One of the most powerful voices of the Civil Rights movement and chairman of the Illinois chapter of the Black Panther Party in the late 1960s, Fred Hampton was assassinated by by members of the Chicago Police Department as part of a COINTELPRO operation. COINTELPRO, Counterintelligence Program, was an FBI program investigating “radicals” — which mostly amounted to Civil Rights Leaders. In this dramatic retelling of Fred Hampton’s story and murder, director Shaka King focuses on the involvement of LaKeith Stanfield as William O’Neal, the FBI informant who infiltrated the Black Panthers and ultimately betrayed Hampton, played by Daniel Kaluuya. Watch for Kaluuya’s compelling portrayal of Hampton that makes you understand the impact of this rousing leader, and inspires all of us to engage in our communities rather than pick the ebay way out like O’Neal.

Genius: MLK/Malcolm X

The acclaimed Genius series turns its eye upon these two Civil Rights leaders in this biopic series. It underscores their differences and their similarities, while exploring what made them so effective. It focuses on their formative years, how they became the leaders they were, and who they were in their personal lives — often imperfect but still determined to create change. By focusing on their humanity, it stops them from being over-mythicized and reminds us that we too can create change if we are committed to it.

The Black Panthers: Vanguard of the Revolution

As the first major documentary on the Black Panthers,
The Black Panthers: Vanguard of the Revolution is directed by Stanley Nelson examines the Party’s rise of in the 1960s and its impact on the Civil rights and American culture. It clears up some myths about the Panthers while emphasizing what they actually stood for. Emphasizing both forgotten heroes and familiar faces.

The Black Power Mixtape

The Black Panther Party is chronically misunderstood. This compilation of tapes come from videos shot for Swedish television between 1967 and 1975, capturing the tail end of the Civil Rights Movement; the shift away from Martin Luther King Jr’s nonviolent policies to a more militant approach; and the brutal oppression faced by the leaders of the Black Power movement. Weaved between commentary from Erykah Badu, Angela Davis, and Stokely Carmichael’s mother, these tapes tell the Black Panthers’s story from their Point of View.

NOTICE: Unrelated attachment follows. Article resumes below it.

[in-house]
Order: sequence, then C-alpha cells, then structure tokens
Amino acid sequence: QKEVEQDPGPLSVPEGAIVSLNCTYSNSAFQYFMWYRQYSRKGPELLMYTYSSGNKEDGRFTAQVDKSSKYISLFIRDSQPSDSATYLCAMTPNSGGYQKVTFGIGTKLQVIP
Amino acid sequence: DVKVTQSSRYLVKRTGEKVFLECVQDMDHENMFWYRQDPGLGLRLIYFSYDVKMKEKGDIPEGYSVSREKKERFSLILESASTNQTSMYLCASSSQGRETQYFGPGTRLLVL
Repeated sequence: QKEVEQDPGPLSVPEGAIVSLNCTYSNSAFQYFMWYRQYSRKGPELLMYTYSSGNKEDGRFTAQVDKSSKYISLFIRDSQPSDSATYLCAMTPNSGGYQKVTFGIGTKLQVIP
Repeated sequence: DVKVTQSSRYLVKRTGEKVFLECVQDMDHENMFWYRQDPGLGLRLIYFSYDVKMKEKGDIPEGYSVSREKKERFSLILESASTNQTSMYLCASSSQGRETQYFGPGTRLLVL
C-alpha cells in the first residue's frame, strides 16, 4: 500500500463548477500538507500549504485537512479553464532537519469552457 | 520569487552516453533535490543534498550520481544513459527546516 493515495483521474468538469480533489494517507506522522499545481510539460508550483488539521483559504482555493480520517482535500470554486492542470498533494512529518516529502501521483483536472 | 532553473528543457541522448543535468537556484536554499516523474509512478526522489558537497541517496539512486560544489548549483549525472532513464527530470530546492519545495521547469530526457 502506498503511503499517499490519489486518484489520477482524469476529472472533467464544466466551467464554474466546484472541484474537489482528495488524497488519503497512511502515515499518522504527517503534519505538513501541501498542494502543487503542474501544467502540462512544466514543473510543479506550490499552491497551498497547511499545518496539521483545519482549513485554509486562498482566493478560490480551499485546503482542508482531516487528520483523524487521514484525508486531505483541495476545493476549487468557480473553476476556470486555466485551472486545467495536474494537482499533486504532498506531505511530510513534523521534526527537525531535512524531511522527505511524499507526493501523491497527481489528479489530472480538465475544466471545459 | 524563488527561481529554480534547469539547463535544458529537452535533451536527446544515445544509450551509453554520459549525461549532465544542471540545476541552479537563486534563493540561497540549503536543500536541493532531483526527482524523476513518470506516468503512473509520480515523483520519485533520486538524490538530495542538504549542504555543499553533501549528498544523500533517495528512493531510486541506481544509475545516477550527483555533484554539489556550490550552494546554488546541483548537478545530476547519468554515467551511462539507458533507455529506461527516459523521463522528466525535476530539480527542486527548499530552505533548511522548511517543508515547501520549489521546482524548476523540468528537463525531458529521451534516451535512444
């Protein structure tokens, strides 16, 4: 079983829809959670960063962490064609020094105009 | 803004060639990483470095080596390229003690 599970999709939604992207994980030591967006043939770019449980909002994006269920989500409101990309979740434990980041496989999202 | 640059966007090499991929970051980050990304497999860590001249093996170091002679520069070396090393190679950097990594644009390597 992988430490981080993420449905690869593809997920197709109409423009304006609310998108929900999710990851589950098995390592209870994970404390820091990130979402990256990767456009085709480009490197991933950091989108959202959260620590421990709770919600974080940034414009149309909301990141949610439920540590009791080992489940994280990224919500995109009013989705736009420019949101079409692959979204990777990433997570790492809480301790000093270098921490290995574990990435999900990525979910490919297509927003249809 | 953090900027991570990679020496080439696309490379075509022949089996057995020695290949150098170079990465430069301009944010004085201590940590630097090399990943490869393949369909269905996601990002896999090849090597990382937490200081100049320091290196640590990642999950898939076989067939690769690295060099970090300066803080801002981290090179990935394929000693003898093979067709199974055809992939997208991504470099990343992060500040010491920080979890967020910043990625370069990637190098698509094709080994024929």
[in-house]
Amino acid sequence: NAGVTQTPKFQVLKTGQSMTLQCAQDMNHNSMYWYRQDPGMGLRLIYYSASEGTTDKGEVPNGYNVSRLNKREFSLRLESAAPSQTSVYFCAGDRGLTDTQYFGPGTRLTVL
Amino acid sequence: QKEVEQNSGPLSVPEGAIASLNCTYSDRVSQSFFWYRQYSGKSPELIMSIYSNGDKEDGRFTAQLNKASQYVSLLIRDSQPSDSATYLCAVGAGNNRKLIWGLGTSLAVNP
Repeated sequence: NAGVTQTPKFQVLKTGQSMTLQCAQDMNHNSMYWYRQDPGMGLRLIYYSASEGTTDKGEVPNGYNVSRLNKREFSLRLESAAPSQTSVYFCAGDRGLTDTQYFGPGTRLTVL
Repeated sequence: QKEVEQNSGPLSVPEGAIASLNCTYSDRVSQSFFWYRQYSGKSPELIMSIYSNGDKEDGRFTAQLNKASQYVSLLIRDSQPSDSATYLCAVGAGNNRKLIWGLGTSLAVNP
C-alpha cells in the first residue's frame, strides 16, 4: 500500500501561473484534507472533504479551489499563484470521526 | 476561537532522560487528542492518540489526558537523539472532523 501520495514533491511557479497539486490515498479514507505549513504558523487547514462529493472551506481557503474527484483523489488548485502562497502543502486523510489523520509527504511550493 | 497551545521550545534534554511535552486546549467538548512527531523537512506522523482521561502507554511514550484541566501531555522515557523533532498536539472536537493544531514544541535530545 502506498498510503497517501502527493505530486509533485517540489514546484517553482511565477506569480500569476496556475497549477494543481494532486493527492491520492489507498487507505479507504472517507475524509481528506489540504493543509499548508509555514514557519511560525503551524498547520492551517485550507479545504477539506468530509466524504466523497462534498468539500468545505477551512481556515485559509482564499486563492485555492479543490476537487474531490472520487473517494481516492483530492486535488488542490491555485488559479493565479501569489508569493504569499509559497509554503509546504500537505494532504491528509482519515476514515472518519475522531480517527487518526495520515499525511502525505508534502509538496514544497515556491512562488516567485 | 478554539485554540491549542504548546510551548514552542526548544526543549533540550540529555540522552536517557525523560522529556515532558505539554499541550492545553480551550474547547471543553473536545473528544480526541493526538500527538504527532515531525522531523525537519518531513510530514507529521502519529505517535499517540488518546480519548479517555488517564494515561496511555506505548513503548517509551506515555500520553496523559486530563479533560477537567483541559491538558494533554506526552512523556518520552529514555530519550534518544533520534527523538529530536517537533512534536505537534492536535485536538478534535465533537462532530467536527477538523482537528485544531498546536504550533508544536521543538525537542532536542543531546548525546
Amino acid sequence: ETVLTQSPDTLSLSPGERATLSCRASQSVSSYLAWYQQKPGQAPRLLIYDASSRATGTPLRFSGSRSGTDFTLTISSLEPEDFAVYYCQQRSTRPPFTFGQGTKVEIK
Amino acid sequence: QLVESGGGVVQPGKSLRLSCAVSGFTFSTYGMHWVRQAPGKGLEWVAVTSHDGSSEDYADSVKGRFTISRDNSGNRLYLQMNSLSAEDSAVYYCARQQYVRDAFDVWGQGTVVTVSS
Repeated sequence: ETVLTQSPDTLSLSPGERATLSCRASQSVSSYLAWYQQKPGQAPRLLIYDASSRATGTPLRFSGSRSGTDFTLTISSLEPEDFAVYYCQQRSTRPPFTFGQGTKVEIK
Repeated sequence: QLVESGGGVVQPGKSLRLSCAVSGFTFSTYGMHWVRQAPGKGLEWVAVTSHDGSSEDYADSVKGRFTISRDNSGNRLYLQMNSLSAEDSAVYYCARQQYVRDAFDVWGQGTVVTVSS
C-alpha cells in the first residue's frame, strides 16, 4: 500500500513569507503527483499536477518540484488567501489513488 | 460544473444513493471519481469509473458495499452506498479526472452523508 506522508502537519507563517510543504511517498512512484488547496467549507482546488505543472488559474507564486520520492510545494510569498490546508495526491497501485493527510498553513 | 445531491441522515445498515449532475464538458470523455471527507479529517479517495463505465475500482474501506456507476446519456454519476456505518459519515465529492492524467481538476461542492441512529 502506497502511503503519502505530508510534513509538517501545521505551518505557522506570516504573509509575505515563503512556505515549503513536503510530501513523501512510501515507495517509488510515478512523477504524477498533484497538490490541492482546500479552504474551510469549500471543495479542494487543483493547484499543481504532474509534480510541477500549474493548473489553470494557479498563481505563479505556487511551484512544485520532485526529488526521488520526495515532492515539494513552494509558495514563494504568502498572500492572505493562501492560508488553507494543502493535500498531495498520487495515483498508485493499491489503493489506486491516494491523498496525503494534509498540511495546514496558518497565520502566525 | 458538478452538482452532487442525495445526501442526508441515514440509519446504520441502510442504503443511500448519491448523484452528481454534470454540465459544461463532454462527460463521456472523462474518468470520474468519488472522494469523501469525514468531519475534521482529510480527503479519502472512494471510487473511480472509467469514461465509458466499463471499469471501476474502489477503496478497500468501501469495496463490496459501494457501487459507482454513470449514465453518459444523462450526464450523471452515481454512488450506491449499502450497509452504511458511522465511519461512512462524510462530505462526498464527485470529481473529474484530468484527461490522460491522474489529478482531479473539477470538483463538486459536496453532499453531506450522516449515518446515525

Slave Play. Not a Movie. A Play.

One of the most controversial and talked-about Broadway plays,
Slave Play ignited public interest and ire in equal measure. It was the most Tony-award nominated non-musical play in history in 2019. Though it was too controversial to actually win any Tonys. It was also Julia Fox and Kanye West’s first date. Do with that what you will. Written by Jeremy O. Harris, it investigates the way that racism and the lineages of slavery are still pervasive in our society — and our intimate relationships. But this is not a film version of the play. It’s a genre-bending exploration of the production of the play, as well as a conversation about its themes.

Black Barbie

Coming to Netflix on Juneteenth, the follow up to last year’s
Barbie phenomenon: a documentary on the origin of the Black Barbie. “If you’ve gone your whole life and you’ve never seen anything made in your own image,” says producer Shonda Rhimes in the trailer, “there is damage done.” The documentary follows how the Black Barbie came to be. Written and directed by Lagueria Davis, Black Barbie takes audiences through first-person perspectives of three Black women who worked at Mattel during the iconic doll’s incubation: Kitty Black Perkins, Stacey McBride-Irby, and Davis’ Aunt Beulah Mae Mitchell. “I’m excited for people to know their names, a part of their story, and this part of history,” says Davis.